Light Emitting Diodes (LEDs) are quickly becoming the most popular choice of bulb for commercial and domestic use. Yet there are still a lot of shoppers who haven’t been convinced enough to covert just so easily and we believe this is due to misinformation, rumours and misconceptions. We’ll have a look at the top 5 popular myths regarding LEDs and give you the facts.
LEDs don’t Warm up
First of all, there is a slight emission of heat from LEDs, but this is a lot less than any traditional light bulb. LEDs also don’t emit infrared rays. Infrared rays waste energy as they don’t add to the brightness of the actual light. They merely make the bulb hotter. They are invisible to the human eye so don’t serve any purpose.
LEDs are expensive
Whilst initially the cost of an LED bulb will be more than that of a traditional light bulb, you’ll save money in the long run. LED’s consume a much lower amount of energy. As a result you won’t need to replace them as often as a traditional bulb. LEDs have a life expectancy of around 15 years. And as the demand for LED’s increases we’ll start to see the price drop.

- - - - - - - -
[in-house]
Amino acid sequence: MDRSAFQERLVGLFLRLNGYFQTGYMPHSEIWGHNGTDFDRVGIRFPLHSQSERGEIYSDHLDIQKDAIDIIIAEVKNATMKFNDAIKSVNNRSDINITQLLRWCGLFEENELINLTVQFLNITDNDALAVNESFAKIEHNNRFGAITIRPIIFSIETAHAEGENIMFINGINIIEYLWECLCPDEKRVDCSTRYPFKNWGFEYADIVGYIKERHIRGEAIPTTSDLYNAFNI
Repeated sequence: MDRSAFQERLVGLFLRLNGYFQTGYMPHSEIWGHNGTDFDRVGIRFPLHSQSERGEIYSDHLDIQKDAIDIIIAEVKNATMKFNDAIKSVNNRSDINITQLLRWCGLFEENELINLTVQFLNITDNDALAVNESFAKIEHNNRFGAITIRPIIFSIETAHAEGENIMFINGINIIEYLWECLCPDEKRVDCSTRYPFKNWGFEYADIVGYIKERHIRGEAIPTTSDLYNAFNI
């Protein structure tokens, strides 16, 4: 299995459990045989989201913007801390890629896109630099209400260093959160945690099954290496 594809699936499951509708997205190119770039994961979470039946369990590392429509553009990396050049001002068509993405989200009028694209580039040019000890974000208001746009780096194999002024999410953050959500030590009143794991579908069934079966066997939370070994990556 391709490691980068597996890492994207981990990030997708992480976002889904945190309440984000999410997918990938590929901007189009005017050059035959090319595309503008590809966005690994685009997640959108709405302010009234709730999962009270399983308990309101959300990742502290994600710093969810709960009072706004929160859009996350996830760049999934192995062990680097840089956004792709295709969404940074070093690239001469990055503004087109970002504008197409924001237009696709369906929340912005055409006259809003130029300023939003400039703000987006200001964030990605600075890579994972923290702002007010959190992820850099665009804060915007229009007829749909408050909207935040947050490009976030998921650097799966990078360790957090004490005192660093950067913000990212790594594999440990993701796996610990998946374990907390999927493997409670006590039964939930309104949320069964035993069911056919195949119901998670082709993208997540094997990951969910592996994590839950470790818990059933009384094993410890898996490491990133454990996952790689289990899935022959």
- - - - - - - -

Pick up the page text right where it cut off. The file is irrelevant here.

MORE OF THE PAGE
LEDs aren’t bright enough
This is a popular myth. LED bulbs produce the same amount of illumination as any traditional light bulb, including energy saving bulbs. Each LED wattage will mimic the equivalent of a traditional bulb wattage, most Litecraft LED bulbs will include the comparable wattage on the bulb box. LED’s come in a choice of warm or cool light depending on your preference and what type of ambience you’re hoping to create in your home. Our team at Litecraft can help you find the right LED bulb to suit your home.
LEDs are harmful
There is no evidence to suggest that LED bulbs contain any toxic materials including mercury and lead. Like any other electronic devices, LED’s are recyclable so are perfectly fine to dispose of. Artificial light is harmless to the human eye and LED bulbs are no exception. The strength of an LED bulb light is the same as any traditional bulb, therefore they are not harmful and won’t cause eye strain.
LED have a low quality of light
To measure how well a bulb works in regards to the quality, we look at the CRI (Colour Rendering Index). For instance, natural daylight is classed as 100 on the CRI whilst white LED’s are between 75 and 85 on the CRI.